Cleveland police chief hits the streets to keep the peace

CLEVELAND (AP) — Cleveland Police Chief Calvin Williams has never been far from the action during the Republican convention, taking charge when a flag-burning turned into a melee, stepping in when demonstrators nearly came to blows and joining bicycle officers on patrol.

"I don't stand by. I'm still a police officer. I'm out there to make sure nothing happens," he said Wednesday, Day 3 of the four-day political gathering that has focused the eyes of the world on the chief and his 1,500-member department.

The convention represents a stern test for the Cleveland police force: Fears of violence are running high during this mean summer of racially charged bloodshed in the U.S. and extremist attacks abroad. And the department has a troubled history when it comes to restraint and the use of force against minorities.

On Wednesday afternoon, 17 people were arrested during a melee that authorities said erupted after a member of a revolutionary group tried to burn a flag and instead caught himself on fire. Two officers suffered slight injuries.

That brought to 22 the number of people arrested during the convention, well below the many hundreds some feared.

"Right now, I think so far, so good," Williams said Wednesday night. "We're still out there, we're still vigilant, to make sure we finish this day and the last day tomorrow on a positive note."

City officials have been hoping for a mostly trouble-free convention to help repair the reputation of the Cleveland police, who are operating under federal supervision after a U.S. Justice Department investigation found a pattern of excessive force and violations of people's civil rights.

In 2012, Cleveland police killed two unarmed black people in a 137-bullet barrage after a high-speed chase that began when officers mistook engine backfire for gunshots. Two years later, Tamir Rice, a 12-year-old black boy, was killed by a white officer while playing with what turned out to be a pellet gun.

While the Secret Service is responsible for security at the convention hall itself, Williams — a 52-year-old black man who has been chief for 2½ years — is in charge of the rest of Cleveland, with help from thousands of local, state and federal law enforcement officers.

Instead of confining himself to headquarters or a command center, Williams is often close to the action out on the streets.

On Tuesday, when a menacing crowd closed in around right-wing radio host Alex Jones in the city's Public Square, Williams himself waded in and hustled Jones away to an SUV.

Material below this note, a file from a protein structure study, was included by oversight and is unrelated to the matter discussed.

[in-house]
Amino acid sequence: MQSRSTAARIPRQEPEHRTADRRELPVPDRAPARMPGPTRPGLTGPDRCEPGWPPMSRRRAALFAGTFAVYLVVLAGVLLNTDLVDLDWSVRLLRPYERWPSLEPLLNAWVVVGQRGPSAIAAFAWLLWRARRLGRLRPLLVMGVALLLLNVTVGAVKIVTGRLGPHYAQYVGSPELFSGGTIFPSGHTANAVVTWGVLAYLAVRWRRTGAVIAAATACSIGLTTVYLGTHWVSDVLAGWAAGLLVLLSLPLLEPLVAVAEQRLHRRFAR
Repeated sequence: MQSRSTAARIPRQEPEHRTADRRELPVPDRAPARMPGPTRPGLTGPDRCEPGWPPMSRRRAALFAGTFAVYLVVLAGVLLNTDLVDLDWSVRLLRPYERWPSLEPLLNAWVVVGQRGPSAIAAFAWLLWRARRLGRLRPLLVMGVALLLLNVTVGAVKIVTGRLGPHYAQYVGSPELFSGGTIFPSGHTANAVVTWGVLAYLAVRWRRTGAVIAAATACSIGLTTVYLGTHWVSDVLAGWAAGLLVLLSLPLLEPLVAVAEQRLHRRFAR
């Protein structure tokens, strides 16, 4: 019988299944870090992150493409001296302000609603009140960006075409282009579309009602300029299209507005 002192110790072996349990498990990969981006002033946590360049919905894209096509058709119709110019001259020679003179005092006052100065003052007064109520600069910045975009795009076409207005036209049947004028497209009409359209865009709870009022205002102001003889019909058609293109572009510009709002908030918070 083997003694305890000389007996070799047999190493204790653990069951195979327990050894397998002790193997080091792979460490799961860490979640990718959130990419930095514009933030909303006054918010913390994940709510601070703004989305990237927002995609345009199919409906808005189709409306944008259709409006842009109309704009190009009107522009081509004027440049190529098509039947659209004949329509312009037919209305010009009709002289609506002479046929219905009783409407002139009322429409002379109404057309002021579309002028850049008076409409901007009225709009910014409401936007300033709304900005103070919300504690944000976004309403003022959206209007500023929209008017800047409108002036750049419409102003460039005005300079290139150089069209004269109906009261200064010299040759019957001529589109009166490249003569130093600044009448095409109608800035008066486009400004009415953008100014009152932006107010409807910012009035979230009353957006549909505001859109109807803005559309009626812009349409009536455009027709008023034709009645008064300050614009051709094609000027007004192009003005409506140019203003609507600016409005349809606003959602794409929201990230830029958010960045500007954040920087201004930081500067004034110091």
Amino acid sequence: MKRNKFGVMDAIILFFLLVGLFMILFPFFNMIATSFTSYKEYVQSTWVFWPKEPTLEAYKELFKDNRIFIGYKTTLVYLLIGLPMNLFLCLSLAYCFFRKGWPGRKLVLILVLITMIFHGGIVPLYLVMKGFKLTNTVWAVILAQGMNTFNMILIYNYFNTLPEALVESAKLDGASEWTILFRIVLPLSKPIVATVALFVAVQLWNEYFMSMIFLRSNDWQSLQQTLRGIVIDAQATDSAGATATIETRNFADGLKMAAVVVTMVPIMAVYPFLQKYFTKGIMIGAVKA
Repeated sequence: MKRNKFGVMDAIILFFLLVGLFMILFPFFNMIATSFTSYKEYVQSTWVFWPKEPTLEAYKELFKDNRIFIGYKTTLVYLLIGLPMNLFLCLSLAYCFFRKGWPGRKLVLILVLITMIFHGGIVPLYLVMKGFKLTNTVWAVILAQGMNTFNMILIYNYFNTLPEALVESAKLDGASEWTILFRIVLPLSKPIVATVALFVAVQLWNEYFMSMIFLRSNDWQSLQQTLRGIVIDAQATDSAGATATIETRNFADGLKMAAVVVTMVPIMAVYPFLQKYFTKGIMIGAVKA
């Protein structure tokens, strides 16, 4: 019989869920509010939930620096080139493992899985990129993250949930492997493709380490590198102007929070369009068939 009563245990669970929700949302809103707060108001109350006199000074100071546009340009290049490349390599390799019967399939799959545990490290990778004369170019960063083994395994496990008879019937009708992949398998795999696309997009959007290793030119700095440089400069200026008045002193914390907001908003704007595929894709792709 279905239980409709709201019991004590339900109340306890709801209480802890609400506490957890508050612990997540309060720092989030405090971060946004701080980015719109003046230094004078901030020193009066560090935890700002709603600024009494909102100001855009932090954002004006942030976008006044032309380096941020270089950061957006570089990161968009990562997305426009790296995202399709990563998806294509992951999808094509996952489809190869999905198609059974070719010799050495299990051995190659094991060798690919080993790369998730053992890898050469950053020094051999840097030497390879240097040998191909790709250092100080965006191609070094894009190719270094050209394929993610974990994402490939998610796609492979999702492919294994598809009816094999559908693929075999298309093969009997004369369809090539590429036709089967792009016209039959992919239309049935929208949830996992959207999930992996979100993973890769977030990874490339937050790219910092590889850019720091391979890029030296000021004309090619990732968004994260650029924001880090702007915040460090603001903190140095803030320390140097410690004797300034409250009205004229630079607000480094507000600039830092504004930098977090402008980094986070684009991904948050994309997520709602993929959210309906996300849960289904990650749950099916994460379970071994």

Later that day, the chief broke up a gathering of what he called "hooligans" wearing bandanas over their faces. And for good measure, he spent three hours riding with bicycle officers on patrol that night.

On Wednesday, the chief was at the site of the flag-burning melee, trying to restore order and personally checking convention delegates' credentials to help usher them past the chaos and into the arena.

The department has also been relying heavily on 300 bicycle cops, who are highly mobile yet not as intimidating as officers in cruisers. The bicycle officers have literally kept protesters in line, turning their bikes sideways to keep opposing protest groups apart.

Sixteen-year-old Hashime Hill, of Cleveland, approached Williams as the chief was making his rounds Wednesday afternoon. Hashime said he wanted to become a police officer someday.

"I like him because he's an active chief," the teenager said. "He comes out of the office and he talks to the people. He gets to understand. He asks us what's going on, shakes hands and talks to the kids. Not like the other people who stay in the office. He's cool."

Some protesters, too, had praise for the police during the opening days of the convention.

Jesse Gonzalez, 26, of Lakewood, Ohio, carried a rifle on the Public Square while wearing a camouflage-style "Make America Great Again" hat. Gun owners in Ohio can legally carry their weapons in the open. Williams said police officers have been approaching those carrying guns to let them know what's expected of them.

Gonzalez said he has had "really, really super-friendly conversations" with officers inquiring about the type of weapon he has. So far, he said, the police have been "really professional."

"I'm very happy that everything's been so civil, despite all the shouting," he said.
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